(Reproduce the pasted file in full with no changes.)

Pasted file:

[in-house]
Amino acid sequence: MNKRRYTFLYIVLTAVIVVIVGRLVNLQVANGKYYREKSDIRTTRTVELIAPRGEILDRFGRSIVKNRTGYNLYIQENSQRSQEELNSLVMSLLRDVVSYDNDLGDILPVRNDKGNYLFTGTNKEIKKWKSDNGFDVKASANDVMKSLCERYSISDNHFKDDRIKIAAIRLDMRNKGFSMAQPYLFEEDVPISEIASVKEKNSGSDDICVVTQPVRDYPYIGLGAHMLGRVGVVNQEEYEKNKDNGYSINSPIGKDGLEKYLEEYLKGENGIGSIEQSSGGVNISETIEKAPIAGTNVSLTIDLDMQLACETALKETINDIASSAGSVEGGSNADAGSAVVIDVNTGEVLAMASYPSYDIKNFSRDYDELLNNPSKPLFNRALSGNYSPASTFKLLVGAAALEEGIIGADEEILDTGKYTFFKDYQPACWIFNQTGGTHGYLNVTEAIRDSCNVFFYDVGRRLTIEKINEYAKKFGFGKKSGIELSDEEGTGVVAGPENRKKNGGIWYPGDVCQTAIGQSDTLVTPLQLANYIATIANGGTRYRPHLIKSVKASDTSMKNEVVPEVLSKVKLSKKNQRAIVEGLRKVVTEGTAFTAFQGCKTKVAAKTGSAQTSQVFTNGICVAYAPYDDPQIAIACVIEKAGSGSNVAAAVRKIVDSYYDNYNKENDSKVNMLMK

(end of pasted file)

[in-house]
Amino acid sequence: MNKRRYTFLYIVLTAVIVVIVGRLVNLQVANGKYYREKSDIRTTRTVELIAPRGEILDRFGRSIVKNRTGYNLYIQENSQRSQEELNSLVMSLLRDVVSYDNDLGDILPVRNDKGNYLFTGTNKEIKKWKSDNGFDVKASANDVMKSLCERYSISDNHFKDDRIKIAAIRLDMRNKGFSMAQPYLFEEDVPISEIASVKEKNSGSDDICVVTQPVRDYPYIGLGAHMLGRVGVVNQEEYEKNKDNGYSINSPIGKDGLEKYLEEYLKGENGIGSIEQSSGGVNISETIEKAPIAGTNVSLTIDLDMQLACETALKETINDIASSAGSVEGGSNADAGSAVVIDVNTGEVLAMASYPSYDIKNFSRDYDELLNNPSKPLFNRALSGNYSPASTFKLLVGAAALEEGIIGADEEILDTGKYTFFKDYQPACWIFNQTGGTHGYLNVTEAIRDSCNVFFYDVGRRLTIEKINEYAKKFGFGKKSGIELSDEEGTGVVAGPENRKKNGGIWYPGDVCQTAIGQSDTLVTPLQLANYIATIANGGTRYRPHLIKSVKASDTSMKNEVVPEVLSKVKLSKKNQRAIVEGLRKVVTEGTAFTAFQGCKTKVAAKTGSAQTSQVFTNGICVAYAPYDDPQIAIACVIEKAGSGSNVAAAVRKIVDSYYDNYNKENDSKVNMLMK